From: David Buchanan (DBuchanan@ClassicalRadio.org)
Date: Fri Oct 01 2004 - 04:34:48 BST
Glenn and all MOQer FOCers:
1) "There is no direct scientific connection between
mind and matter."
There is a direct scientific connection. Magnetic
resonance imaging shows that a person's brain changes
when his mind thinks about something different (say,
by flashing images of idyllic pastoral scenes followed
by graphic scenes of war).
MRI detects brain activity, not thoughts. Such instruments can only show
which areas of the brain are active and such, but the actual feelings and
ideas are beyond them.
2) "The world of objects imposes itself upon the mind
with no social mediation whatsoever... But a close
examination shows it isn't so."
Actually, a simple example shows it *is* so. A cat has
a mind and isn't socializable, yet the world of
objects imposes itself on the cat because it can see
objects and manouvre around objects and chase objects
with no problem.
But a mouse does not understand the world in terms of objects, neither
metaphysically or by virtue of common sense. To describe that little
critter's activity in terms of subjecs and objects is just a human
description of what a mouse does. Who's to say he's not One with the cheese
or whatever? And if a mouse is an unsocialized creature, then we're only
talking about biology responding to inorganic and organic nature and not
about "mind" at all. (Mice are pretty smart, but I think its safe to say
that Pirsig would not include them as participants in the social and
3) "Our intellectual descriptions of nature are always
This is true, but only in the obvious sense that ideas
build upon one another like Schliemann's strata. The
underlying aim of this statement, however, is to
expose the "myth of objectivity", and this is
unconvincing. Whose to say that, given enough time,
isolated cultures that remain independent won't
eventually reach the same intellectual descriptions of
nature that the West has reached.
Pirsig isn't saying our intellectual descriptions are so dependent on
culture, otherwise, we'd have Chinese physics, Spanish physics, etc. and
other such messes. But objectivity is the target of his comment. He's
recognizing the single most important discovery of the postmodern era; That
"the limits of my language are the limits of my world". As I understand it,
this is not in dispute by anyone, even if the implications are hotly
disputed. Its not really such a crazy idea when you think about it. How
could we be anything other than the product of a long evolutionary struggle,
especially our minds and our intellectual descriptions of the world? Of
course philosophy doesn't just spring out of brains. That's all he's saying,
that culture and language have shaped our minds since long before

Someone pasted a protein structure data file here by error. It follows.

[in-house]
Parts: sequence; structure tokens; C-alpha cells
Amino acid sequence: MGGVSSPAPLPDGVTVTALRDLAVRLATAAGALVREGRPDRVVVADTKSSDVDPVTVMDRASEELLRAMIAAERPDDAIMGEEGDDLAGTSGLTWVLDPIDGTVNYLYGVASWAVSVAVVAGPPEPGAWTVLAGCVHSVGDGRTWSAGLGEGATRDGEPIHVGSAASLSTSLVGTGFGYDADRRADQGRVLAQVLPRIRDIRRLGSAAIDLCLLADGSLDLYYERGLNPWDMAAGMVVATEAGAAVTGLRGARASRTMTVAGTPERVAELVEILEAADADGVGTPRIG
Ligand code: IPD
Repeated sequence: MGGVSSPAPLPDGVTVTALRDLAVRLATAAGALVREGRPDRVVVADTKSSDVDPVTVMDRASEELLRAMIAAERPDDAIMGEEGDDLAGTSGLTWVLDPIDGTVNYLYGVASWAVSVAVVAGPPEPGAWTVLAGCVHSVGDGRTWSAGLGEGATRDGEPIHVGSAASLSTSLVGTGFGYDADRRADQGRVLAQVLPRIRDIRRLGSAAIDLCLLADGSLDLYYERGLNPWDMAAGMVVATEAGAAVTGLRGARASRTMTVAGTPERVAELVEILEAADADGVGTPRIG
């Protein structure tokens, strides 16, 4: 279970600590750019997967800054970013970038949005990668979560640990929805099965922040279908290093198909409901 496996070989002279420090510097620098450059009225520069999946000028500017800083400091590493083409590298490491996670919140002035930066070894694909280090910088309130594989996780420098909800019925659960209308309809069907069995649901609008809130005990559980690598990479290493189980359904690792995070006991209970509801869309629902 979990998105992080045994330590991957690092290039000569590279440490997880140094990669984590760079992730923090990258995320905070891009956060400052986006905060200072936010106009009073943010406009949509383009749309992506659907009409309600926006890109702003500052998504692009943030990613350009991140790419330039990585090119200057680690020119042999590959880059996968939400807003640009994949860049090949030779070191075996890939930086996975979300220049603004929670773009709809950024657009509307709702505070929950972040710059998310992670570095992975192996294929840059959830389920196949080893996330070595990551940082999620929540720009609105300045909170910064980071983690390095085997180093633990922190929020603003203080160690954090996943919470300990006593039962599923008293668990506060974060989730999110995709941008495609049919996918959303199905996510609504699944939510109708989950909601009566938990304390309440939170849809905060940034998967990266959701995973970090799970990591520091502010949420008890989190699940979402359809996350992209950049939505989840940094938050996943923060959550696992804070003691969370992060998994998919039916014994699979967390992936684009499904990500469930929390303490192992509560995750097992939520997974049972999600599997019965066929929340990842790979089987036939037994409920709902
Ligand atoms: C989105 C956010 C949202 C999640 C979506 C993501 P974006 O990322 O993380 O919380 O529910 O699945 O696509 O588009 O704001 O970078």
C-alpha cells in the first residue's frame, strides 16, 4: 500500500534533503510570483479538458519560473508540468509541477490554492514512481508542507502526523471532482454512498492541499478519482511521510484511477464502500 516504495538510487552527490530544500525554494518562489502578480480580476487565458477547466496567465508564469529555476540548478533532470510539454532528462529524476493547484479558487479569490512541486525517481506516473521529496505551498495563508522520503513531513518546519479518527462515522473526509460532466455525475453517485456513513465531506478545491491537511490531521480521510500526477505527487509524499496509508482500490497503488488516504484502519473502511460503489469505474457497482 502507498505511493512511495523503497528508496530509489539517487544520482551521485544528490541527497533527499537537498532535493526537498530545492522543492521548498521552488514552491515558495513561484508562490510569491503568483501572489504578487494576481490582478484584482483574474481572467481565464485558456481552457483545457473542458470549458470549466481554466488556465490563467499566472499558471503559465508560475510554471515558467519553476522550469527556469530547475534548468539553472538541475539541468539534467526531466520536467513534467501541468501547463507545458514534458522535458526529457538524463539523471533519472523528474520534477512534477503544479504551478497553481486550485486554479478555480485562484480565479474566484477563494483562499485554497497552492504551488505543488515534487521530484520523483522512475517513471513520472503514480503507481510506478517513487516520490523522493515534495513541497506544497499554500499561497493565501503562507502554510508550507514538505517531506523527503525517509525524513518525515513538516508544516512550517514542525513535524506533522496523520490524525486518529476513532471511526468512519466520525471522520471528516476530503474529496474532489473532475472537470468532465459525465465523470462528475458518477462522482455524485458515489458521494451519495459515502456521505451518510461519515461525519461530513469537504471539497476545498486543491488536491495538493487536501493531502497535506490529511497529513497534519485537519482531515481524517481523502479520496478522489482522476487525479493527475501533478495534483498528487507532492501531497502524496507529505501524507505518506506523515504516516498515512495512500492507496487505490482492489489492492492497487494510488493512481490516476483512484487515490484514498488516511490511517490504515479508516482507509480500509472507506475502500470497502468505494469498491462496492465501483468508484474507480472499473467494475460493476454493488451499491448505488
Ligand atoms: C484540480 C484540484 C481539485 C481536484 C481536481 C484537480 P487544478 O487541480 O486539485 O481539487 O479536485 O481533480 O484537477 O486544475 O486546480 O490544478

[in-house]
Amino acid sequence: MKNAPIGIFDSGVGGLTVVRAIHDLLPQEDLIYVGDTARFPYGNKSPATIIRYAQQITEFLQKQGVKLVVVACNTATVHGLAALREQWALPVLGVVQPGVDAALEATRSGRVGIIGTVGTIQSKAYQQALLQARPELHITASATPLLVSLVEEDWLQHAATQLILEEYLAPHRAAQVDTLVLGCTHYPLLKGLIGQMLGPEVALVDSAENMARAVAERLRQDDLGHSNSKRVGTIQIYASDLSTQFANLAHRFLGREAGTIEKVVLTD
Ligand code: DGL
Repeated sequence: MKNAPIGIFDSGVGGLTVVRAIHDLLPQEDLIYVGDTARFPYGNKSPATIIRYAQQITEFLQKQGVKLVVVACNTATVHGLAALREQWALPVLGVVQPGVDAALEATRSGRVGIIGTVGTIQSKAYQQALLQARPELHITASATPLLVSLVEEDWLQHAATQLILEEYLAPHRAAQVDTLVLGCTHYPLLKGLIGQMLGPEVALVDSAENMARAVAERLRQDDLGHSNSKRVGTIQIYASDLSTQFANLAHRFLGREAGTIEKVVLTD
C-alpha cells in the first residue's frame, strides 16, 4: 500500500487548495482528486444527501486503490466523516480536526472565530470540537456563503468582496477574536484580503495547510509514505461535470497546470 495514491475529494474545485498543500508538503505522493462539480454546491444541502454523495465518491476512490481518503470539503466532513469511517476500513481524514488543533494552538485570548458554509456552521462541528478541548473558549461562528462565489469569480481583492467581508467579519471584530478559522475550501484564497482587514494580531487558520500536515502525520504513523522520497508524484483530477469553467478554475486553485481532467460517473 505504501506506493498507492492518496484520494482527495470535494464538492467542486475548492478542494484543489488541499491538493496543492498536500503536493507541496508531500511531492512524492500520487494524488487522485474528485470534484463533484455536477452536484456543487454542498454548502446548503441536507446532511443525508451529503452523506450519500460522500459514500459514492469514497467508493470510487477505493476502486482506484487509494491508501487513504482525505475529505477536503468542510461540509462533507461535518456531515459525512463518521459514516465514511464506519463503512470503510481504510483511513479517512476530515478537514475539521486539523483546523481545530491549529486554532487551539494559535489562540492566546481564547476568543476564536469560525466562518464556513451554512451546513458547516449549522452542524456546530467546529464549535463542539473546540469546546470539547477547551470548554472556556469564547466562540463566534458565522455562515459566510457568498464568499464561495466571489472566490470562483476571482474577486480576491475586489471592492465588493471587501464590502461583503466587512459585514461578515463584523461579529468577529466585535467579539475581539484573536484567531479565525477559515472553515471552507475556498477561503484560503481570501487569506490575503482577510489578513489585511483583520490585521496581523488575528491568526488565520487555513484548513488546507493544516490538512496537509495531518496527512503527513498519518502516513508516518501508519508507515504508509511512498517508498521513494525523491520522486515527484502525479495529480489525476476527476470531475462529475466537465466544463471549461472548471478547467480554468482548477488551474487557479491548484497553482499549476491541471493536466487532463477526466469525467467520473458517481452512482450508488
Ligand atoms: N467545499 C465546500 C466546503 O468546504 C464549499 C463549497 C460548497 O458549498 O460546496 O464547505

intellectual descriptions were ever concieved. And our intellect comes along
only after that mind was formed and sufficiently evolved. That's what gives
us the capacity to make 4th level contructions in the first place. The myth
of objectivity did not take that into account and has, I think, been
thoroughly shattered by postmodernity.
David, you seem to agree with the sentiment that
objectivity is a myth even though you said later in
the same post that "we can't deviate from the true Tao
even if we want to" and some other mumbo-jumbo about
"the principle of rightness, the Quality that holds
the world together". Wilber chimes in with
"[worldviews] are actually CONSTRAINED by the currents
of the Kosmos". Apparently scientists are not privy to
such wonderfulness as Tao trueness, Quality glue, and
Kosmos currents and must accept a second rate kind of
truth that depends on the acceptance of their culture.
I don't understand the question. I don't see how anything forces scientists
to "accept a second rate kind of truth". I hope I've explained that our
intellectual truths do not depend on the ethnicity of the thinker. I don't
think that's Pirsig's view and didn't mean to imply any such thing. But I do
think scientific truths depend upon the accpetance of the culture in a much
larger sense and in a much more specific sense. The larger sense is the
evolutionary and historical growth of culture and language, while the
specific sense is the scientific culture with its own evolutionary history.
The "mumbo-jumbo" about not deviating from the Tao, from Quality, is aimed
at one of the implications of postmodernisms great discovery. It was aimed at
the idea that language is merely arbitrary and conventional, that it only
serves power structures, pragmatic concerns and other nihilistic postitions.
I think Pirsig and Wilber are NOT questioning any scientific data, they're
just saying that language and culture are NOT arbitrary. They're saying no,
its not meaningless or disposable. Its who we are and its evolution, like
everything else, is constrained by the rightness of the cosmos. And this
even implies that SOM and the myth of objectivity and all that, even though
we are talking about it in terms of mistakes and disasters, has a rightness
to it as well.
Thanks for asking.
PS Matt, I think you don't understand Pirsig well enough to "castrate" him.
That's not the problem. Your brand of pragmatism is the nihilistic kind. It
is fundamentally hostile to mysticism and the MOQ. And vice versa. But the
"animus" doesn't come from this disagreement. In fact, it could be lots of
fun to disagree about that. The anger comes from frustration over your
incomprehensible style, which is vividly display in your latest posting.
Ruby slippers? Huh? Once again, I have no idea what you're TRYING to say.
MOQ.ORG - http://www.moq.org
Mail Archive - http://alt.venus.co.uk/hypermail/moq_focus/
MF Queries - email@example.com
To unsubscribe from moq_focus follow the instructions at:
This archive was generated by hypermail 2.1.5 : Fri Oct 01 2004 - 12:39:15 BST